Skilled individuals are required for all types of horse training positions, whether you are just beginning your career, or are at the top of an organizational hierarchy chart.
The more skilled you are, the better your chances of being considered as a viable candidate for a job. What is unfortunate is the fact that job seekers often forget to (or ignore) writing their skills in their resumes.
This can be a grave mistake, as you end up putting yourself in a position where you have no control over what decision that the hiring manager takes. Highlighting your skills and competencies gives you a good measure of control over the hiring authority’s decision making process.
How? Well, if you clearly tell a hiring manager how good you are, you automatically fall into the “to be considered” category. You cannot really expect a hiring manager to come to you and ask about your abilities! So basically, it is you who has to go to him and offer all that you possess in terms of skills and abilities. Your resume is the perfect place to do this. Here, you can create an entire section dedicated to what you are able to do. By creating this section, there is a huge chance that you will be shortlisted as a candidate, and called in for an interview.
The following list of skills statements for a horse trainer position can be referred to as an example:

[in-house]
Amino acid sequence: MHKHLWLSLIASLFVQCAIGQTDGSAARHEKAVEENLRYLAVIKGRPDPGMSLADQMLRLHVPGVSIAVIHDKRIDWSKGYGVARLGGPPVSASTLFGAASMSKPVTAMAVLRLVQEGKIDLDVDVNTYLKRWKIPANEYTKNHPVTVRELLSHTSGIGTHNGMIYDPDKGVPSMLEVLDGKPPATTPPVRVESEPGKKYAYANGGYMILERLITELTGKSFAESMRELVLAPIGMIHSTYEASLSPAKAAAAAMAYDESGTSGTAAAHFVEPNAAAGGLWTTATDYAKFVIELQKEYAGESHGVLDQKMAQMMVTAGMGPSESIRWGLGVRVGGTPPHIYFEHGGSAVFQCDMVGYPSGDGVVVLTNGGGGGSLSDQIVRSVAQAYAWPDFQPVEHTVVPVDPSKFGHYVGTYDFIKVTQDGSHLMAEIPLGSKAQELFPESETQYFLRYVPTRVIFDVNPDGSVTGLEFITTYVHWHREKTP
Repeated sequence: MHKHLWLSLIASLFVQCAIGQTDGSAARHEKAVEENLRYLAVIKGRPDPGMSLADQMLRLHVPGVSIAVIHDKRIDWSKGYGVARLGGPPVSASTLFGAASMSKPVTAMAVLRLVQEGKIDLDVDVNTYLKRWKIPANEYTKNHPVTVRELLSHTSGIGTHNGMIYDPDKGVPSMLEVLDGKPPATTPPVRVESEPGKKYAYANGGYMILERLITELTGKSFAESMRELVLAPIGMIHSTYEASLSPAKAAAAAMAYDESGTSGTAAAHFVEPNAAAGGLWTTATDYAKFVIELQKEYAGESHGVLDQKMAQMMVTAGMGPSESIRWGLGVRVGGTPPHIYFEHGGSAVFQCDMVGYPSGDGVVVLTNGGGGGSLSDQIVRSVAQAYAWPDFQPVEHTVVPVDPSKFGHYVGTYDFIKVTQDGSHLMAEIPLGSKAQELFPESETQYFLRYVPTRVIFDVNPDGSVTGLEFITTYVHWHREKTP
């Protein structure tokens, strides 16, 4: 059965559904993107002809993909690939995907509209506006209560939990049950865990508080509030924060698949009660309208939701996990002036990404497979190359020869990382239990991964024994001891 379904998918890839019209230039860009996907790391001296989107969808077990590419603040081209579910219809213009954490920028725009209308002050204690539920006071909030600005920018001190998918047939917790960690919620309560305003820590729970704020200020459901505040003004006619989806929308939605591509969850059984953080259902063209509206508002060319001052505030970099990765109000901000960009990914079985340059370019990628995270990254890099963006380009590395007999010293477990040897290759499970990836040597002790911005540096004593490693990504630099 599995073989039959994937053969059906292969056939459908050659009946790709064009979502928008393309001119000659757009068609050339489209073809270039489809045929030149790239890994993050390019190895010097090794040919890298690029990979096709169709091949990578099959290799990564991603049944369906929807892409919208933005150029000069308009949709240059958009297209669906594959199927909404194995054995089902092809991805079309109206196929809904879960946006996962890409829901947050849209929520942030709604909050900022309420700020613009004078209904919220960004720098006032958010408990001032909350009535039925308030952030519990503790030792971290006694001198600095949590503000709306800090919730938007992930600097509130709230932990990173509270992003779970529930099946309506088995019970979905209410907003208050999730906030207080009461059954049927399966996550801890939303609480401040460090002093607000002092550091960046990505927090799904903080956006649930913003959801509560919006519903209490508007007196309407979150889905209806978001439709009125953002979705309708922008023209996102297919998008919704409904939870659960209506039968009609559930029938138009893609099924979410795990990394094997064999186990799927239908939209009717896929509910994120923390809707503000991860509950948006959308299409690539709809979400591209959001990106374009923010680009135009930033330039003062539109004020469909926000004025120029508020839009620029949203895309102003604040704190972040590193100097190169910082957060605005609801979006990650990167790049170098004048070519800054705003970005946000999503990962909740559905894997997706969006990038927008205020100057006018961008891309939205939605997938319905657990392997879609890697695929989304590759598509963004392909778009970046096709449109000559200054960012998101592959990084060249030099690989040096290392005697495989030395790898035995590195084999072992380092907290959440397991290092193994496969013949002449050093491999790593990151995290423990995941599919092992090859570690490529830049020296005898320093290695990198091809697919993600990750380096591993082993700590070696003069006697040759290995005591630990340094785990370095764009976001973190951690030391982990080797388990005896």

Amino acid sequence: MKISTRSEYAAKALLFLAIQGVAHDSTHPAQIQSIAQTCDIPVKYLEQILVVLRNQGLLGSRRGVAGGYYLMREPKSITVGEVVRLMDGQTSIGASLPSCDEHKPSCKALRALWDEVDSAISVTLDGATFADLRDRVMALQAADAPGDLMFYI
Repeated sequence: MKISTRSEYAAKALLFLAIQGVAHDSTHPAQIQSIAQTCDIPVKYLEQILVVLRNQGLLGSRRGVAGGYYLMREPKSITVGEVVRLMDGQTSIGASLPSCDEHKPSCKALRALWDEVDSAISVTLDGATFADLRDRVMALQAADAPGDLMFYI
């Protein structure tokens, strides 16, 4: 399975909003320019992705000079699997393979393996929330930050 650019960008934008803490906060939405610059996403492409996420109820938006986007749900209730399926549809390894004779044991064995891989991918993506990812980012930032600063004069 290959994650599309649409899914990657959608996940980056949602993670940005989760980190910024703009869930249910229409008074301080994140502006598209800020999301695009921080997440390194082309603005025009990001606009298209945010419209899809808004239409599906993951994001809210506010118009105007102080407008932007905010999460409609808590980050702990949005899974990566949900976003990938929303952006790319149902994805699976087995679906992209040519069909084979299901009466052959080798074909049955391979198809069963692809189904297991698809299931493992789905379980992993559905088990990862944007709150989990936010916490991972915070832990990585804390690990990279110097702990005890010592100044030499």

• Highly skilled in engaging horse owners in conversation to determine the specific training needs of their horses.
• Demonstrated expertise in evaluating assigned horses to determine their training needs, and providing owners with feedback.
• Qualified to create and implement core training sessions and programs to meet the diverse requirements of each assigned horse.
• Competent in providing specific training to horses to make them reading for riding, racing, trail work and shows.
• Proven ability to encourage horses to follow leads or stand still, by talking to them in a calm manner.
• Track record of effectively mounting and riding saddle horses to condition them to respond to spur, oral and rein commands.
• Adept at hitching draft horses to wagons and sledges, and conditioning them to perform in single or multiple hitches.
• Proficient in retraining horses to break habits, such as kicking and bolting, through implementation of well-placed behavioral training programs.
• Exceptionally well-versed in instructing jockeys to handle specific horses according to their limitations, personalities and size during races